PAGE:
Palate Training 101: Fresh Ideas for Your Toddler’s Plate


Fresh Ideas for Your Toddler’s Plate
 

PaletteSidebar2Need a few ideas to get you out of your rut and expand your child’s palate?

Try barley with sautéed mushrooms, quinoa with raisins, or whole grain spinach tortellini for a new grain.
Roasted chickpeas or homemade meatballs can be cooked ahead of time and are full of protein.
Diced up avocado provides healthy fat and oils that we all need. It’s also are easy for toddlers to eat!
If your child loves food items they can dip, switch out the tater tots for roasted cauliflower with cumin, sweet potatoes sprinkled with cinnamon and panko covered zucchini.
You can even replace chicken nuggets with falafel (they even sell it in a mix)!

There are many struggles and challenges that parents face. Between bedtimes, car seats, and teeth, it can feel overwhelming. One of the more frustrating obstacles that can last from infancy to what seems like eternity—yet is rarely talked about before having kids—is picky eating.
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Vegetables are often treated as the cursed section of the food pyramid. Any kind of grain other than wheat in the form of pasta is to be avoided at all costs. A sauce that isn’t butter or cheese? Consider it the laughing stock in the baby community. While it’s easy to live in fear that this way of eating at the toddler stage will lead to a life-long chicken nugget or mac n’ cheese habit, it doesn’t have to.

Palate training babies is an effective way to introduce babies to vegetables, spices, and new foods to shape their way of eating (and to ease your meal-time anxiety) for the rest of their life. Not only does this method introduce little ones to these foods, it creates a love for them.

Local practitioner, Dr. Nancy Lach, along with her husband, Dan, run The Nutritional Healing Center in Corvallis. Lach is a Chiropractic Physician, with a focus on healing through food. She is also an advanced clinically trained practitioner in Nutrition Response Testing, and a strong believer that palate training babies is vital.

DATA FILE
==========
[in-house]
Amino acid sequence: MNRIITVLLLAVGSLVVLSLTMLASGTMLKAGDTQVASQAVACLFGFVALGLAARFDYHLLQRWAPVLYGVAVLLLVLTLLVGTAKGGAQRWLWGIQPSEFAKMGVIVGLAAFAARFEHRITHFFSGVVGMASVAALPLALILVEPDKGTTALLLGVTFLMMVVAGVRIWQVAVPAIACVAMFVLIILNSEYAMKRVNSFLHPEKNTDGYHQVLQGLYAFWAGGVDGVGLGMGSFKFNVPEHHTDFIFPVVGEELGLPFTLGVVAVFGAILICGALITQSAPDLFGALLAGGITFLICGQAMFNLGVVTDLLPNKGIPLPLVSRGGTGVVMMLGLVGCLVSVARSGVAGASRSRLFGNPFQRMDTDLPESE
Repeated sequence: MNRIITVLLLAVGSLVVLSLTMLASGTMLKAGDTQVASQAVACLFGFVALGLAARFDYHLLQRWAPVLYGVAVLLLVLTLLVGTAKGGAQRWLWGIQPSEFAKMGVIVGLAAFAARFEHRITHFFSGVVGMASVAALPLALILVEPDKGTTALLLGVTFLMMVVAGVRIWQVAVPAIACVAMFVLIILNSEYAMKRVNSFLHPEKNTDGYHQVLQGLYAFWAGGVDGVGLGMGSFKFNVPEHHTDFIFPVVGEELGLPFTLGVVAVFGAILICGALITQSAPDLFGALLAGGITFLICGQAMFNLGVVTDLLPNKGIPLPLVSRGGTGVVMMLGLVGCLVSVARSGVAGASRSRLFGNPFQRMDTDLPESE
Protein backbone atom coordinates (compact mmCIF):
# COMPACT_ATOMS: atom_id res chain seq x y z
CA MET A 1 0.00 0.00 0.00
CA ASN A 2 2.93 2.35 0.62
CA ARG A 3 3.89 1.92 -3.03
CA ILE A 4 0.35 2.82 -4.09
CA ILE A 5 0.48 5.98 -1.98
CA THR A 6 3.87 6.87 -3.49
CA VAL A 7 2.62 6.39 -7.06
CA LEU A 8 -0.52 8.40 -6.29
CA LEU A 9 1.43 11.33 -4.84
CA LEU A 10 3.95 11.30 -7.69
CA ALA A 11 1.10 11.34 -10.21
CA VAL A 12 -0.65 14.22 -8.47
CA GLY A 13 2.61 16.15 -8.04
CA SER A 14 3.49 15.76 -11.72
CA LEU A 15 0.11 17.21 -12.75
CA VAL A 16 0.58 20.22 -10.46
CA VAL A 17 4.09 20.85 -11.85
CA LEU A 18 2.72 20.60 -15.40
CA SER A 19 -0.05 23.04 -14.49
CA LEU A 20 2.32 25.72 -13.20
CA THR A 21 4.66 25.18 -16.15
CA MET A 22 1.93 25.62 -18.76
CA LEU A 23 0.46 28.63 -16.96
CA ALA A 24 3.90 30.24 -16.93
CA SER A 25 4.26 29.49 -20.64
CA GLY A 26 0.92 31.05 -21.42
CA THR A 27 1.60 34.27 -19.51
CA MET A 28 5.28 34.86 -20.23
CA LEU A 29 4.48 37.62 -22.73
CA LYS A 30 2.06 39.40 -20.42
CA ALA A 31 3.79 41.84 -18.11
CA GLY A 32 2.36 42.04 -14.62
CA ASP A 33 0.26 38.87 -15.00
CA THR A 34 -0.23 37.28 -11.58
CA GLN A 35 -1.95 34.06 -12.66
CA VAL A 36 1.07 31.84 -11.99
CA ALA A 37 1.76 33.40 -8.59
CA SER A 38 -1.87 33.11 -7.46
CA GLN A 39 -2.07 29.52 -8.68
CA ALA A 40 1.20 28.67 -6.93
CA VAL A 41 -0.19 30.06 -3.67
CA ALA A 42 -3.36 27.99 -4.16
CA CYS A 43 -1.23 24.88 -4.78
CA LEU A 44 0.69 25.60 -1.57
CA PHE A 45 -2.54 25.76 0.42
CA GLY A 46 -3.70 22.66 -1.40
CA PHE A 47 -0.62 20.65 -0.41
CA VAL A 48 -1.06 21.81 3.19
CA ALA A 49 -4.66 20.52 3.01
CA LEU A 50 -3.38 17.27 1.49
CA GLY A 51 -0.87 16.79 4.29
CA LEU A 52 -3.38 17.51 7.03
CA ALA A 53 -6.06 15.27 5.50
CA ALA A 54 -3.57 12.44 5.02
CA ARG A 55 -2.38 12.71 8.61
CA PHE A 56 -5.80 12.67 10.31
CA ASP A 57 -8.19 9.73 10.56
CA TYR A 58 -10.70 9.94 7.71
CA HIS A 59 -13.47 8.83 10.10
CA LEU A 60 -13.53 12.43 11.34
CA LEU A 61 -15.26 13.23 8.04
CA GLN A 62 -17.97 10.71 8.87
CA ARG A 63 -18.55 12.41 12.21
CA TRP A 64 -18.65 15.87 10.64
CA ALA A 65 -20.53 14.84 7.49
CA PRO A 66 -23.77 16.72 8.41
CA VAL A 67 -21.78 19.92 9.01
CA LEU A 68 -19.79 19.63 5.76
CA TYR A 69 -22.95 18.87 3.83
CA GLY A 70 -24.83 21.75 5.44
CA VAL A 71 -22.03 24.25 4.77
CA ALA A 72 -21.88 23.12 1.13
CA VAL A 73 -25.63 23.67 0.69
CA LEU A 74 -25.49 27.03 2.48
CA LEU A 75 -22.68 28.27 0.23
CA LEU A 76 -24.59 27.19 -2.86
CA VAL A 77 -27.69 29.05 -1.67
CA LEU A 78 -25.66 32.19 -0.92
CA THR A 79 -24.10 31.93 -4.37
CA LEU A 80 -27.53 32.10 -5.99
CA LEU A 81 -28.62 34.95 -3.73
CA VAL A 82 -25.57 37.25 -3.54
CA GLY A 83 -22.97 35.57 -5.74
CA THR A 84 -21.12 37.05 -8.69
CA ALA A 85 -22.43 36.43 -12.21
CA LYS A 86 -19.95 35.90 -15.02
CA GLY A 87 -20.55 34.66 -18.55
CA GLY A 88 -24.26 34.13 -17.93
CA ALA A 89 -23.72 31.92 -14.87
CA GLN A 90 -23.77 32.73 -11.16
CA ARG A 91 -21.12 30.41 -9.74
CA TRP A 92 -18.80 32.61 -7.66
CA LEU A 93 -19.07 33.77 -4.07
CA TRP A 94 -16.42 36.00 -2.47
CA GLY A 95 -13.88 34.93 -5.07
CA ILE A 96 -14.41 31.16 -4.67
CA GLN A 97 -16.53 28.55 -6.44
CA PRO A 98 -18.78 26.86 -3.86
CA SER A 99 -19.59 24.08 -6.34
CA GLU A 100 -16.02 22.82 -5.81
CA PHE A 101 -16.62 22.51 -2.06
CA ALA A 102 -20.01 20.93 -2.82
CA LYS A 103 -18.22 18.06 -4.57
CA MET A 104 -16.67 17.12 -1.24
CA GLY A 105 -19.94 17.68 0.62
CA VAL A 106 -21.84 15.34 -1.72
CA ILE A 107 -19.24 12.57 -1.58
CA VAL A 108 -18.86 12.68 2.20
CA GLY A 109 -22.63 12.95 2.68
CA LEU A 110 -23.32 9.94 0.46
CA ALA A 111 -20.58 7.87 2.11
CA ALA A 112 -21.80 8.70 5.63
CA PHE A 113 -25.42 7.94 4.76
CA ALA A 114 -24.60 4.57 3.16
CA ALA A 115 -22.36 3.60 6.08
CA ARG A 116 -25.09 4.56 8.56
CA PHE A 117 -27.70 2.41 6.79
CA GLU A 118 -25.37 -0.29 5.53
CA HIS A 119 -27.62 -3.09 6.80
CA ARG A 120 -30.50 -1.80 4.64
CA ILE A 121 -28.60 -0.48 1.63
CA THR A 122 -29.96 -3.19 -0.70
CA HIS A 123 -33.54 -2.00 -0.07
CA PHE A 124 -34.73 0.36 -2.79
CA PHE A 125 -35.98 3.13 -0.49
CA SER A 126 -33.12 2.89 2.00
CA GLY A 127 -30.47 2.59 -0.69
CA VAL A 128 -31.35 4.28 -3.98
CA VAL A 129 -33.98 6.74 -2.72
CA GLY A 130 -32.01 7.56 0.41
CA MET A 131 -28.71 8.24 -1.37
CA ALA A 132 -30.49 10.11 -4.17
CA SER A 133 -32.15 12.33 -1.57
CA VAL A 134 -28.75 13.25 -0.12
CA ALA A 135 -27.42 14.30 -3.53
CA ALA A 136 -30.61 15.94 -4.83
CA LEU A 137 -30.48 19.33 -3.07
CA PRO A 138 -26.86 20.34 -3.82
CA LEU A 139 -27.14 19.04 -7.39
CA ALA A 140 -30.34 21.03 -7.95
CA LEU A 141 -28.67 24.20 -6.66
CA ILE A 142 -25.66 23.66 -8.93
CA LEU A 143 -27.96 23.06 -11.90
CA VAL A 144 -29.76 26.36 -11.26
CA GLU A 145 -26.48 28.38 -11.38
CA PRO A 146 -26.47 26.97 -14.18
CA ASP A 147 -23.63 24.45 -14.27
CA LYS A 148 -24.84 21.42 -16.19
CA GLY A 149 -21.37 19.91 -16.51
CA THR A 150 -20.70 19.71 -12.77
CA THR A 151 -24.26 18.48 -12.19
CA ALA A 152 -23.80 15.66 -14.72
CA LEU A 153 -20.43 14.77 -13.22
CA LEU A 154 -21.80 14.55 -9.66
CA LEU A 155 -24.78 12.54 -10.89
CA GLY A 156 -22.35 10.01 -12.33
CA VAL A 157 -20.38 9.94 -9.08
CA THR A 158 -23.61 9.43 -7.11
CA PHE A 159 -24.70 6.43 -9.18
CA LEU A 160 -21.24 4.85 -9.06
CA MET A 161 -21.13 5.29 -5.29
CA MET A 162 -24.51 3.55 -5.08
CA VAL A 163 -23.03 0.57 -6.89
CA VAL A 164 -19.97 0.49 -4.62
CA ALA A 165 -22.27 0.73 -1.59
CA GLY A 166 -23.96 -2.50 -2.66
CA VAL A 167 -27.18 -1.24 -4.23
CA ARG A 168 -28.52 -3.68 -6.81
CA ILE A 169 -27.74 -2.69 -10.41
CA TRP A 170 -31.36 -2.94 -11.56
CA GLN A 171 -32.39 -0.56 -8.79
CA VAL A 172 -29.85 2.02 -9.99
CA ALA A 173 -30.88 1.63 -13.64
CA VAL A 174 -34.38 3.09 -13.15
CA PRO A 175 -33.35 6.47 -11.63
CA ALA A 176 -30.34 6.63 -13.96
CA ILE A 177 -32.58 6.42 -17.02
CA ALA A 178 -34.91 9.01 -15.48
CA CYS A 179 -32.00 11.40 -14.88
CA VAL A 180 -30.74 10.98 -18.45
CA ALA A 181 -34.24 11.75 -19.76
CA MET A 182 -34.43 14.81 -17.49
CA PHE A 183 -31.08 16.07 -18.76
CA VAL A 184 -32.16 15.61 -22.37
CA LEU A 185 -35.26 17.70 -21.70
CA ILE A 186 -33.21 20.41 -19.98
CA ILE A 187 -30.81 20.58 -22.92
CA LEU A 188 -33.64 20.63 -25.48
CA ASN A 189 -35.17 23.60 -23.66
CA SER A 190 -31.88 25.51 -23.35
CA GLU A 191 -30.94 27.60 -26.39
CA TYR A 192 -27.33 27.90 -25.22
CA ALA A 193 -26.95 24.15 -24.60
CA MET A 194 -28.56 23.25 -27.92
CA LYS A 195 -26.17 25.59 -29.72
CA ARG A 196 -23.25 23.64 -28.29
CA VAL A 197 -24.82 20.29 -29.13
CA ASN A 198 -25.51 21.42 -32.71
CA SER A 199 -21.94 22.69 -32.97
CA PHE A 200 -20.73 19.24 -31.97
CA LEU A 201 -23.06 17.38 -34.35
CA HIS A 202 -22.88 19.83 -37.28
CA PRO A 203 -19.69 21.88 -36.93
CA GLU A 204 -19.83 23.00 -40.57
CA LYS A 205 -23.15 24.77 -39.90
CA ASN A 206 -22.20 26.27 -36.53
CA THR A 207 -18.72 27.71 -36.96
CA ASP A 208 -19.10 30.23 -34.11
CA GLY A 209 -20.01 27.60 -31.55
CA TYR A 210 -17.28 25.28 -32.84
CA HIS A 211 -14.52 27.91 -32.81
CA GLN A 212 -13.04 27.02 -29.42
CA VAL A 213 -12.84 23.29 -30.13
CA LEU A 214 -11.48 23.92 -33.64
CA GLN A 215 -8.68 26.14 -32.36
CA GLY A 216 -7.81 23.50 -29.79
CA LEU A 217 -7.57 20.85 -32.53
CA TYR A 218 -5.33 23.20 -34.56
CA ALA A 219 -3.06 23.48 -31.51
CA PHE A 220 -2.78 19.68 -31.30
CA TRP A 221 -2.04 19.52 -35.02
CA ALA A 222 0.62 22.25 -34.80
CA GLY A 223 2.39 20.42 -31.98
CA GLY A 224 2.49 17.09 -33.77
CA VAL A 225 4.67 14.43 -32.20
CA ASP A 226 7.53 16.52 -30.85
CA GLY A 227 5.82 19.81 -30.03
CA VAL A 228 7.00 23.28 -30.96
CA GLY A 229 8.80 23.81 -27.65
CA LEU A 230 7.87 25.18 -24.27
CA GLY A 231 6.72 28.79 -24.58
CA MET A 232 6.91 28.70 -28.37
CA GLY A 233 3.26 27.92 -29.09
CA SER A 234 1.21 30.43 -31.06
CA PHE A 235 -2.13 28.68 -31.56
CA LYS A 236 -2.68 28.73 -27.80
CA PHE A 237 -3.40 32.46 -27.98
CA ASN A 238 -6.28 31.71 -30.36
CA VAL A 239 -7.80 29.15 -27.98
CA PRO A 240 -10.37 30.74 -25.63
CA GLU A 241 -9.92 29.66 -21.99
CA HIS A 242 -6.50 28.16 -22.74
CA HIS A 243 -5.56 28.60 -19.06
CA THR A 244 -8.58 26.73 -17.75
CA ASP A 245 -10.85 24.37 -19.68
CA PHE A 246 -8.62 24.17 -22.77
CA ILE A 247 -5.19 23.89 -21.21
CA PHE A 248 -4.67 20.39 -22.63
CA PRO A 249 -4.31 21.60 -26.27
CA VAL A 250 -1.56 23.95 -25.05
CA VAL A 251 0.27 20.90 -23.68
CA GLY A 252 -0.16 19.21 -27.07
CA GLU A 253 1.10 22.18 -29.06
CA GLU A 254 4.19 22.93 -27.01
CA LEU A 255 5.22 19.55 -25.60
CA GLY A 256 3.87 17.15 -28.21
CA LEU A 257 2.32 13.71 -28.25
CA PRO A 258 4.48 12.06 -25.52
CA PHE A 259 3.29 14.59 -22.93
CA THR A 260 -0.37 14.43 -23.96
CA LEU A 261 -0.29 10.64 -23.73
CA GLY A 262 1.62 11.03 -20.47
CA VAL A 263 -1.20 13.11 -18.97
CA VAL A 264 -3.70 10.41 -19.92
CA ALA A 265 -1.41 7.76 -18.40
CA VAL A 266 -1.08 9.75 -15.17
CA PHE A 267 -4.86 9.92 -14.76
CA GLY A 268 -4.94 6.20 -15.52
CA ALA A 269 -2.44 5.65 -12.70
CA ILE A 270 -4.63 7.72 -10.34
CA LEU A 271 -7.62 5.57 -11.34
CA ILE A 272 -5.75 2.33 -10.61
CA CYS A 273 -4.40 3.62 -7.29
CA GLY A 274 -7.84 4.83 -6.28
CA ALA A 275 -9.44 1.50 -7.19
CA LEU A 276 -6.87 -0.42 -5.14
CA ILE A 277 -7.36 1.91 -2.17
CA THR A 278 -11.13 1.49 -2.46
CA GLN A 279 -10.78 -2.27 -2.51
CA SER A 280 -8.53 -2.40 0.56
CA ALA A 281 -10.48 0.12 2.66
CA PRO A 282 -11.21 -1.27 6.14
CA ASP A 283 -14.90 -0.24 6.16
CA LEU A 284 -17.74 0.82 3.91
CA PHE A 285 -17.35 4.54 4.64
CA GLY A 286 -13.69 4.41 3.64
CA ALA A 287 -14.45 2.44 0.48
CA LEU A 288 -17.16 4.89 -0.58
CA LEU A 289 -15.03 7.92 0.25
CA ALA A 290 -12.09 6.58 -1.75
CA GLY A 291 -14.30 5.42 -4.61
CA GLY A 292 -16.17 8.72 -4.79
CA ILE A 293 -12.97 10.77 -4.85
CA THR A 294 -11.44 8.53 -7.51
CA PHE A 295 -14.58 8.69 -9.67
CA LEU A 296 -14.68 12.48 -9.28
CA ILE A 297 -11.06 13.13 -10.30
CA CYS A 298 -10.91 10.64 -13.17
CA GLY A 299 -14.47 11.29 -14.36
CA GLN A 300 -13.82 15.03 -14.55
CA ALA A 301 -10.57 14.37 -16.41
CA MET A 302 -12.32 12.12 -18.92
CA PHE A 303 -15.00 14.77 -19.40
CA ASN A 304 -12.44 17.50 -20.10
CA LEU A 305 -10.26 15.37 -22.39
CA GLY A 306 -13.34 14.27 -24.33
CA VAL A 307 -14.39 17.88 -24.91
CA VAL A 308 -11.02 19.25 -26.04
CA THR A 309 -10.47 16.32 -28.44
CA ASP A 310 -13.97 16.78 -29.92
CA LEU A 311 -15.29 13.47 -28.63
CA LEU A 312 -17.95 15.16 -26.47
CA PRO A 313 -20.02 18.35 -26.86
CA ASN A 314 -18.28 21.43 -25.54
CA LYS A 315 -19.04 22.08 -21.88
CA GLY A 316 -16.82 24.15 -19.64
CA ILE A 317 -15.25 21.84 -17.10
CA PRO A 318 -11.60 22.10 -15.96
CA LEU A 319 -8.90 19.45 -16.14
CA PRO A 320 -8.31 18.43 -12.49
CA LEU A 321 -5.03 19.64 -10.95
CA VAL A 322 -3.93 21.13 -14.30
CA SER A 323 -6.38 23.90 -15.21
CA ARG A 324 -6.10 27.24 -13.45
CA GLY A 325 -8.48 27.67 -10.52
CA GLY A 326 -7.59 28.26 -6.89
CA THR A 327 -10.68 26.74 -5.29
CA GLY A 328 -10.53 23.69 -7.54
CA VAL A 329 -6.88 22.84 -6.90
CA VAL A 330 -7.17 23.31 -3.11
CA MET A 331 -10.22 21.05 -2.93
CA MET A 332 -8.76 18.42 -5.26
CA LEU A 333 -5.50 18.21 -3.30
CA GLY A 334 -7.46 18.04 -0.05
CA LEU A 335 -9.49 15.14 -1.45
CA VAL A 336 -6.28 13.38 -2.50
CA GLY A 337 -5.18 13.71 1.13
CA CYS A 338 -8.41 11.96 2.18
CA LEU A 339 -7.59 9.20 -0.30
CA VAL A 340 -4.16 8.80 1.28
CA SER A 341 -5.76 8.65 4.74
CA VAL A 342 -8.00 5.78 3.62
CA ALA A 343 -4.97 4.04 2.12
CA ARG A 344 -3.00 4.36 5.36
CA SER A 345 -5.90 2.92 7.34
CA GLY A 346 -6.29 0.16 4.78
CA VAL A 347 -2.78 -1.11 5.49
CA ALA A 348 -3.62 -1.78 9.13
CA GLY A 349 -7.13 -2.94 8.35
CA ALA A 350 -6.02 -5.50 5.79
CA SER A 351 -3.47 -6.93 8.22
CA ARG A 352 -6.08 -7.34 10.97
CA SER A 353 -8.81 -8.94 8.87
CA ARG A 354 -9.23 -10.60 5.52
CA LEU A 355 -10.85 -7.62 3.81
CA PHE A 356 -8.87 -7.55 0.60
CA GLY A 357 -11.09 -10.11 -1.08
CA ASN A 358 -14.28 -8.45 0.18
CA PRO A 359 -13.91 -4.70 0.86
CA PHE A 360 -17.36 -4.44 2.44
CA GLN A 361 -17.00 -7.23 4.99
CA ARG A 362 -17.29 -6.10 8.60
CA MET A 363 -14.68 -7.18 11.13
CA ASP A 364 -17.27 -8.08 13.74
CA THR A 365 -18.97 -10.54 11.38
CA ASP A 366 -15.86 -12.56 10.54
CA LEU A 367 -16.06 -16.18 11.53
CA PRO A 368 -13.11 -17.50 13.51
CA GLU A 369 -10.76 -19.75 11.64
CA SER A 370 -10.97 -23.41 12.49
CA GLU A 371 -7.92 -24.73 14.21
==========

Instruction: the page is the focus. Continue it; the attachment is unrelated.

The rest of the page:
“If a child is given processed, refined, bleached and/or sugary foods, their palate becomes desensitized to the wonderful tastes that natural foods offer.  We want our children to appreciate the tastes of healthy, unprocessed foods in their natural form. Only this kind of diet will allow the palate to be able to discriminate between real food and the ‘products’ that through advertising have convinced people are good for us.”
Like any type of teaching with children, from sleep-training to potty-training, palate-training may seem daunting. It can be frustrating at the beginning, but also like the aforementioned stages of development, persistence will pay off. Introducing a new food to your child may take up to 10 tries before she develops a taste for it. That said, Lach emphasizes that this is the age to start.

PaletteSidebar1Children usually respond to new foods much faster than adults. Starting them with the actual ingredient and flavor without covering it in cheese or veiling it with fruit purees is important for that taste to stick and develop. Instead of a heavy cheese sauce, pair vegetables with complementary spices like dill or cumin or nutmeg. Bring grains like millet and quinoa into your baby’s diet to give him a starch other than noodles or rice.

It’s not always easy; it certainly doesn’t happen overnight, but it does happen. And you’ll be all the more grateful because of it. The days of making two separate dinners every night will be a thing of the past.

All this said, sometimes it just isn’t in the cards to work ten hours, come home to a crabby toddler, and whip up a mild vegetable curry pureed with brown rice and have everything go off without a hitch. Especially when you can pop an Easy-Mac in the microwave and have it cook while you sit down for the first time that day.

Like anything, practice moderation, and take it one day at a time. Progress, not perfection. Best intentions put forth with our best effort, using the best information and tools we have, will result in a positive change.

By Leah Biesack

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